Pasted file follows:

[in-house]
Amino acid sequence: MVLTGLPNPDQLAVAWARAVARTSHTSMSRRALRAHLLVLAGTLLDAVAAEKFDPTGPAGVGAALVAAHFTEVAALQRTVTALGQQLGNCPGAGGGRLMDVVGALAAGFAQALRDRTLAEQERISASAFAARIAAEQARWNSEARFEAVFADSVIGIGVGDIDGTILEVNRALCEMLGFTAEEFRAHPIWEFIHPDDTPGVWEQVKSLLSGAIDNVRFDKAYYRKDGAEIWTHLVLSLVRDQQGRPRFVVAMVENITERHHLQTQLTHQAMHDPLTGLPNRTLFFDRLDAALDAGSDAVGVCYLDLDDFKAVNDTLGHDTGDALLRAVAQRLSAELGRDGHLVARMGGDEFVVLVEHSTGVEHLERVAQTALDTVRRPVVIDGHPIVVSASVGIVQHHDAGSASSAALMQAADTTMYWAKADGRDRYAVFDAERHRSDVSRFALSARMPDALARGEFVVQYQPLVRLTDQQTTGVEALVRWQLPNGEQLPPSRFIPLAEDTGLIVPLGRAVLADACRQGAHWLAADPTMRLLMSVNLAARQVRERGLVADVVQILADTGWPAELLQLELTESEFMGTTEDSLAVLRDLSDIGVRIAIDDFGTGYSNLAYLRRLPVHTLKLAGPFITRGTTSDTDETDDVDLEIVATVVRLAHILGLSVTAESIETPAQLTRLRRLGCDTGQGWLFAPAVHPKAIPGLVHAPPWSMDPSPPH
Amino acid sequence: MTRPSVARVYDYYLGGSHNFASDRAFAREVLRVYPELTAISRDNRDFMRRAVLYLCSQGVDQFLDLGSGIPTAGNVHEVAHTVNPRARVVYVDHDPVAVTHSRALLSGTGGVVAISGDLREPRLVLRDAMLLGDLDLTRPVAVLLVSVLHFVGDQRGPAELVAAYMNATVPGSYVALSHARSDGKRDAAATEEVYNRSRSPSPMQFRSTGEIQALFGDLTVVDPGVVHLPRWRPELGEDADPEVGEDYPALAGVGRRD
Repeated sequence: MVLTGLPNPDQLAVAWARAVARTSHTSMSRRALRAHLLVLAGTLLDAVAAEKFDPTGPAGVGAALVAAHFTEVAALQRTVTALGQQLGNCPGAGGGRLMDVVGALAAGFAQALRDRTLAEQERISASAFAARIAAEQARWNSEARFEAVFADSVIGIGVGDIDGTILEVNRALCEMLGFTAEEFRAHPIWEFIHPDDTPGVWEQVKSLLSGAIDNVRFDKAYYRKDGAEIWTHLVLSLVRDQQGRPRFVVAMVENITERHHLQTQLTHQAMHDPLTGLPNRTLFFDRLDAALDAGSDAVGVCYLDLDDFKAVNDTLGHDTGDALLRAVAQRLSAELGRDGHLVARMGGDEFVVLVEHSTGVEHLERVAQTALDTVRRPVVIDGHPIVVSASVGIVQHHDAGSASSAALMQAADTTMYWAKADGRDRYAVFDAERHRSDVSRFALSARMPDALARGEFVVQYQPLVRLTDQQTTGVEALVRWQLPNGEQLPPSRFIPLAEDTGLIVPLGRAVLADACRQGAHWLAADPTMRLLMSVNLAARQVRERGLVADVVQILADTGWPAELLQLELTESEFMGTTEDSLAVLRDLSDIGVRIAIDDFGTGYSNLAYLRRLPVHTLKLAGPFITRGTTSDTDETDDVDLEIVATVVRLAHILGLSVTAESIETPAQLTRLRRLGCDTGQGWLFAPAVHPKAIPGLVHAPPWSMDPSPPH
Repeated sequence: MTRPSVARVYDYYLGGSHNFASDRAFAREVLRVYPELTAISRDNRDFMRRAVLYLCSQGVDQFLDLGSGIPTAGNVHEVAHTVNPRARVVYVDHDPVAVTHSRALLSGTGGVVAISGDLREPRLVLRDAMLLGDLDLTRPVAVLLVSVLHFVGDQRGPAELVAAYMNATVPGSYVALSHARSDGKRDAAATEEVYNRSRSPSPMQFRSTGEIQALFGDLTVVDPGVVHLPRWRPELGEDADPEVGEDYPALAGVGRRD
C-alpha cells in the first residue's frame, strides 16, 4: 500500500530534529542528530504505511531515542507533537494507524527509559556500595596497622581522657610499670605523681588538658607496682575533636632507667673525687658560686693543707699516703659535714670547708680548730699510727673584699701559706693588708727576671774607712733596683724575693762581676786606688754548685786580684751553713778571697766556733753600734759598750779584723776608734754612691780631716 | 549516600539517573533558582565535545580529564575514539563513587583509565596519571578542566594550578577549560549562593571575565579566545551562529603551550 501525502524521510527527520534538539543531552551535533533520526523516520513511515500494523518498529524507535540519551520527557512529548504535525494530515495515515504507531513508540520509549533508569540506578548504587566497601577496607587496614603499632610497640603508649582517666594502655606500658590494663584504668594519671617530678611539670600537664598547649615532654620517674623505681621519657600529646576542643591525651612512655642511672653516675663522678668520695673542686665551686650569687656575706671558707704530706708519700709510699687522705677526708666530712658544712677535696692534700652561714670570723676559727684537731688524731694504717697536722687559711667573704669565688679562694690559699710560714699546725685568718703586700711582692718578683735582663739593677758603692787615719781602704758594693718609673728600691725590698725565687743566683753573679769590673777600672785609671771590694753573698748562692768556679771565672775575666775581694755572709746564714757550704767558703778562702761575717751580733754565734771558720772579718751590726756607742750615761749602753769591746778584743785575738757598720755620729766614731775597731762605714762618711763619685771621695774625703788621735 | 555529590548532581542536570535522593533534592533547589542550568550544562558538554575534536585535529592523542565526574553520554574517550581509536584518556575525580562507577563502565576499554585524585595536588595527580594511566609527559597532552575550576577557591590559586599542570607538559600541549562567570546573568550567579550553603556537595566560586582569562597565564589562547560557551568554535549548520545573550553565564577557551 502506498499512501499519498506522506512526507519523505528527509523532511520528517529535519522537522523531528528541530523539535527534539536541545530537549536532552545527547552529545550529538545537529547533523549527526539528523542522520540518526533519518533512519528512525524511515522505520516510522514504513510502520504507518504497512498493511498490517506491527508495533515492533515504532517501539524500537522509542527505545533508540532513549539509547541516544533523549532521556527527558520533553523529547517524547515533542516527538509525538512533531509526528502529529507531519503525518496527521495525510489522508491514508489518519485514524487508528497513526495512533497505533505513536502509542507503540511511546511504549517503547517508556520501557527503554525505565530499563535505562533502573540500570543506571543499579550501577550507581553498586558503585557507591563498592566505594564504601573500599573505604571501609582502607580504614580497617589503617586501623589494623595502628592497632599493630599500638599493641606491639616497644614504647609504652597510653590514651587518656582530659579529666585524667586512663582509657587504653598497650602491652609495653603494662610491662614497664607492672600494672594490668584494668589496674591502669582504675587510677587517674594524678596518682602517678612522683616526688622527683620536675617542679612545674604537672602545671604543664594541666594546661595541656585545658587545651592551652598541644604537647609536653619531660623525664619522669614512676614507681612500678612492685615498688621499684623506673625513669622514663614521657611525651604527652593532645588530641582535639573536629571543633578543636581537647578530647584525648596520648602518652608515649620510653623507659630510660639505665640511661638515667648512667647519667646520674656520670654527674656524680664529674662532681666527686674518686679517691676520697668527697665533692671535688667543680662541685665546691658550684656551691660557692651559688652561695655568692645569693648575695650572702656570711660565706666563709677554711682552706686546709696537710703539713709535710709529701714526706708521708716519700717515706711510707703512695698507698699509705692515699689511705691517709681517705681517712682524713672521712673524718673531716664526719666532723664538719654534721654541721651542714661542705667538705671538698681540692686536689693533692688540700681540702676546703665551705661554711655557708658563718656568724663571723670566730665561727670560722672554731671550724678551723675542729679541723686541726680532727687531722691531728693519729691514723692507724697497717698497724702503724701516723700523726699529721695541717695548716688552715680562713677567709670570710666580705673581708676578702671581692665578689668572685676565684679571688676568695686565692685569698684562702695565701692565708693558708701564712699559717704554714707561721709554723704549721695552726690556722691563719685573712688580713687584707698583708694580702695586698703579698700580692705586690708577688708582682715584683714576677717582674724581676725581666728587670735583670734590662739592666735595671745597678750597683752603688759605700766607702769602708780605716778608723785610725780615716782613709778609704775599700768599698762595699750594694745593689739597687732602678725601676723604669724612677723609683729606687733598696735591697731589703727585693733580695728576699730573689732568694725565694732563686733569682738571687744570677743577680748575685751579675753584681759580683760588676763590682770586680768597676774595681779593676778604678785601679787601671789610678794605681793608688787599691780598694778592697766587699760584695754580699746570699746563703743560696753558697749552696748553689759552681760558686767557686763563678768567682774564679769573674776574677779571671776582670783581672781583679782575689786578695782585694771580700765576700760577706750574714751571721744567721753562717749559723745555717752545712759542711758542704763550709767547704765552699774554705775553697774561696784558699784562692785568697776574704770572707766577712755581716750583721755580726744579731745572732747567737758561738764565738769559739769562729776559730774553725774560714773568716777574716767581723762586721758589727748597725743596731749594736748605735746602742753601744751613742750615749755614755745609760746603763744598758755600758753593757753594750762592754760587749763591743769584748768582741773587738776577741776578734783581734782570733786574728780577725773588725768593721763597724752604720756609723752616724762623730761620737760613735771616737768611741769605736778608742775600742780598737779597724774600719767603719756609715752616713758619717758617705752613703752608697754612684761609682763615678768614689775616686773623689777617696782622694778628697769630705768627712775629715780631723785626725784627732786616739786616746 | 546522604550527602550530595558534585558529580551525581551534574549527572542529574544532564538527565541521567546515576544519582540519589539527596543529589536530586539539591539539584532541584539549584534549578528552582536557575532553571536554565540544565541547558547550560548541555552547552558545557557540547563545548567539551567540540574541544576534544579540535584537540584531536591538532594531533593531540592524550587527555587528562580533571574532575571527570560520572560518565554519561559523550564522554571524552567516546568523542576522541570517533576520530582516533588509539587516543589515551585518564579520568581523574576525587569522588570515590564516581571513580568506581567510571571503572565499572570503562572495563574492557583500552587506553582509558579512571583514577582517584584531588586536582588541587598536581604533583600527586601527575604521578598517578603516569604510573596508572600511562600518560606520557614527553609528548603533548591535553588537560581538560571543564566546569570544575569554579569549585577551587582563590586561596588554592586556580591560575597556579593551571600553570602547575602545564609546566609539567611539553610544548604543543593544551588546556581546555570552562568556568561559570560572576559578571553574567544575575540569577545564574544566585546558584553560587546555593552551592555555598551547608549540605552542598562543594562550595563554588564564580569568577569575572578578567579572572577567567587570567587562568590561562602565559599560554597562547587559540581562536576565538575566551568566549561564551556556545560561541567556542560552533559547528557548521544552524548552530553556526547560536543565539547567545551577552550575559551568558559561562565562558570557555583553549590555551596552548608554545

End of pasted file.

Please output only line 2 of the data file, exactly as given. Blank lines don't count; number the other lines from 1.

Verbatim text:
Amino acid sequence: MVLTGLPNPDQLAVAWARAVARTSHTSMSRRALRAHLLVLAGTLLDAVAAEKFDPTGPAGVGAALVAAHFTEVAALQRTVTALGQQLGNCPGAGGGRLMDVVGALAAGFAQALRDRTLAEQERISASAFAARIAAEQARWNSEARFEAVFADSVIGIGVGDIDGTILEVNRALCEMLGFTAEEFRAHPIWEFIHPDDTPGVWEQVKSLLSGAIDNVRFDKAYYRKDGAEIWTHLVLSLVRDQQGRPRFVVAMVENITERHHLQTQLTHQAMHDPLTGLPNRTLFFDRLDAALDAGSDAVGVCYLDLDDFKAVNDTLGHDTGDALLRAVAQRLSAELGRDGHLVARMGGDEFVVLVEHSTGVEHLERVAQTALDTVRRPVVIDGHPIVVSASVGIVQHHDAGSASSAALMQAADTTMYWAKADGRDRYAVFDAERHRSDVSRFALSARMPDALARGEFVVQYQPLVRLTDQQTTGVEALVRWQLPNGEQLPPSRFIPLAEDTGLIVPLGRAVLADACRQGAHWLAADPTMRLLMSVNLAARQVRERGLVADVVQILADTGWPAELLQLELTESEFMGTTEDSLAVLRDLSDIGVRIAIDDFGTGYSNLAYLRRLPVHTLKLAGPFITRGTTSDTDETDDVDLEIVATVVRLAHILGLSVTAESIETPAQLTRLRRLGCDTGQGWLFAPAVHPKAIPGLVHAPPWSMDPSPPH